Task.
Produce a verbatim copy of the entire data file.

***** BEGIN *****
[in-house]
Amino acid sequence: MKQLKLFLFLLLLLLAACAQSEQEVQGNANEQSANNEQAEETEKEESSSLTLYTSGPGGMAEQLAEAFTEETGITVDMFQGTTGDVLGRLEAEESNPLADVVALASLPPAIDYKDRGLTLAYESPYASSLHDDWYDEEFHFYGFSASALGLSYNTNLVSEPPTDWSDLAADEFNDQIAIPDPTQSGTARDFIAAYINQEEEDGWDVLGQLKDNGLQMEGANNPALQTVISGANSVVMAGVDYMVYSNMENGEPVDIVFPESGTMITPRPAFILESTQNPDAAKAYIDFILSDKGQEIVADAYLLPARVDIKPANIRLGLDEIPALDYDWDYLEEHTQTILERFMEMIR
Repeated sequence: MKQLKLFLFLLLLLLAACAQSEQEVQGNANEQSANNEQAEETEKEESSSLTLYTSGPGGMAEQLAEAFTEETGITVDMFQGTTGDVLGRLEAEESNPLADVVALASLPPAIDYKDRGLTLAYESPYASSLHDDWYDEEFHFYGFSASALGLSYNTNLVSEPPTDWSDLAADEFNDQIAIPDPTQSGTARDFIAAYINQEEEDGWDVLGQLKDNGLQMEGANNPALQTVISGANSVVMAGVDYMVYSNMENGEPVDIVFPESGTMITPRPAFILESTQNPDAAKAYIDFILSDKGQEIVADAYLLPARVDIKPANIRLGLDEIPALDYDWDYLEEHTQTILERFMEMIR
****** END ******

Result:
[in-house]
Amino acid sequence: MKQLKLFLFLLLLLLAACAQSEQEVQGNANEQSANNEQAEETEKEESSSLTLYTSGPGGMAEQLAEAFTEETGITVDMFQGTTGDVLGRLEAEESNPLADVVALASLPPAIDYKDRGLTLAYESPYASSLHDDWYDEEFHFYGFSASALGLSYNTNLVSEPPTDWSDLAADEFNDQIAIPDPTQSGTARDFIAAYINQEEEDGWDVLGQLKDNGLQMEGANNPALQTVISGANSVVMAGVDYMVYSNMENGEPVDIVFPESGTMITPRPAFILESTQNPDAAKAYIDFILSDKGQEIVADAYLLPARVDIKPANIRLGLDEIPALDYDWDYLEEHTQTILERFMEMIR
Repeated sequence: MKQLKLFLFLLLLLLAACAQSEQEVQGNANEQSANNEQAEETEKEESSSLTLYTSGPGGMAEQLAEAFTEETGITVDMFQGTTGDVLGRLEAEESNPLADVVALASLPPAIDYKDRGLTLAYESPYASSLHDDWYDEEFHFYGFSASALGLSYNTNLVSEPPTDWSDLAADEFNDQIAIPDPTQSGTARDFIAAYINQEEEDGWDVLGQLKDNGLQMEGANNPALQTVISGANSVVMAGVDYMVYSNMENGEPVDIVFPESGTMITPRPAFILESTQNPDAAKAYIDFILSDKGQEIVADAYLLPARVDIKPANIRLGLDEIPALDYDWDYLEEHTQTILERFMEMIR